Here we are for the third installment of Forever Nigella, and it’s all about Nigella’s Italian dishes! (Which, coincidentally, is her favorite fare to prepare. At least, that’s what she said at a reception I attended.) Like before, I made this month’s selection alongside my surgical oncologist friend (Codename: Candelabra). Luckily, she and I were able to squeeze this in a day before the deadline because Candelabra had Saturday off!
Knowing that an Italian theme might bring forth a multitude of pasta dishes and desserts, we went in a different direction. After looking at our cookbooks and Nigella.com, we decided to make a variation of chicken cacciatore from the site’s quick and easy chicken cacciatore recipe while adding in cannellini beans from her pollo alla cacciatora recipe in Nigella Express: 130 Recipes for Good Food, Fast.
To keep the cooking experience “authentic”, we decided to make and buy the ingredients for the chicken cacciatore at the same time. Although we’re both extremely intelligent and capable individuals, when it comes to food shopping, we always end up having several discussions about which ingredient to buy. For instance, my list said “canned tomato”, but I knew the recipe said something more specific. Did I need diced or whole? Hence, phone call #1. Candelabra: “The recipe says canned whole plum tomatoes.” Me: “None of the cans say plum.” Candelabra: “It doesn’t matter. Those are usually whole plum tomatoes in there.”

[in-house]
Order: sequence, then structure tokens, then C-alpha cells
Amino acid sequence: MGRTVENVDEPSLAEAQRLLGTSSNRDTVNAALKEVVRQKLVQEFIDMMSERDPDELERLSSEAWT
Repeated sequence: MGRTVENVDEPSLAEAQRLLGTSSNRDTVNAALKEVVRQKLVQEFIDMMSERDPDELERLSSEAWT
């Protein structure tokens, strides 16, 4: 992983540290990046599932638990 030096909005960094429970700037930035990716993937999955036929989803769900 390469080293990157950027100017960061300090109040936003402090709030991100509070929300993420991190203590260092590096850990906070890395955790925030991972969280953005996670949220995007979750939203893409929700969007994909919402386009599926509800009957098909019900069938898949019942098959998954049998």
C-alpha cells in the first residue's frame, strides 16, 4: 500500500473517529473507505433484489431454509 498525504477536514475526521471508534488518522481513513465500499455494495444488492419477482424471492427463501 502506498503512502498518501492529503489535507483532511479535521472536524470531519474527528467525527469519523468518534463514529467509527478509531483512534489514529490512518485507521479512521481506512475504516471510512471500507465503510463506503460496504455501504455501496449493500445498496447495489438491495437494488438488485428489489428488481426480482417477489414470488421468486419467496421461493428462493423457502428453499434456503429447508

Would it matter whether grape or cherry tomatoes were used? Call #2. Candelabra: “I bought grape because the cherry ones didn’t look good.” Me: “Oh, I bought cherry because it looked like the grape container had more, and I can’t see myself eating the leftovers at any other time.”
What about cannellini beans? I’ve never eaten them before and wasn’t sure if I’d like them. Call #3. Candelabra: “Cannellini beans are white kidney beans.” Me: “Oh, well I like light kidney beans in chili, so these should be okay.”
Finally, there was an issue whether to include pancetta in the cacciatore. Call #4. Candelabra: “I can get infinite quantities of fat back and salt pork, but Kroger does not carry pancetta.” Me: “Oh, okay. Dominicks only has strips of pancetta, and I think I need a slab version to cut into cubes.” Therefore, neither of our dishes contained pancetta.
See how this worked? We’re pretty ridiculous. Additionally, when we made the dish Saturday evening, we had each other on speaker phone! Ha! We kept updating which step we were on like, “I’m browning my second batch of chicken now!” or “I’m opening the can of tomatoes now!”
The dish itself turned out rather tasty! The rosemary smell was strong, but the flavor was more subtle. Candelabra really didn’t care for the rosemary and chalked it up to her being “too Filipino”. (My participation in ffwD has made me a bit more amenable to the herb!) The cannellini beans were added at the beginning of the 20 minute simmering time, and the beans really did add a nice taste and texture to the dish. The book recipe suggests adding 1 tsp. of sugar to the sauce, which I liked a lot because it took the tart edge off the tomatoes. I enjoyed the dish so much that I ate two bowls!
To see this month’s round-up of “Ciao Italia!” Nigella recipes, head over to Forever Nigella! Or, better yet, join in the fun for next month!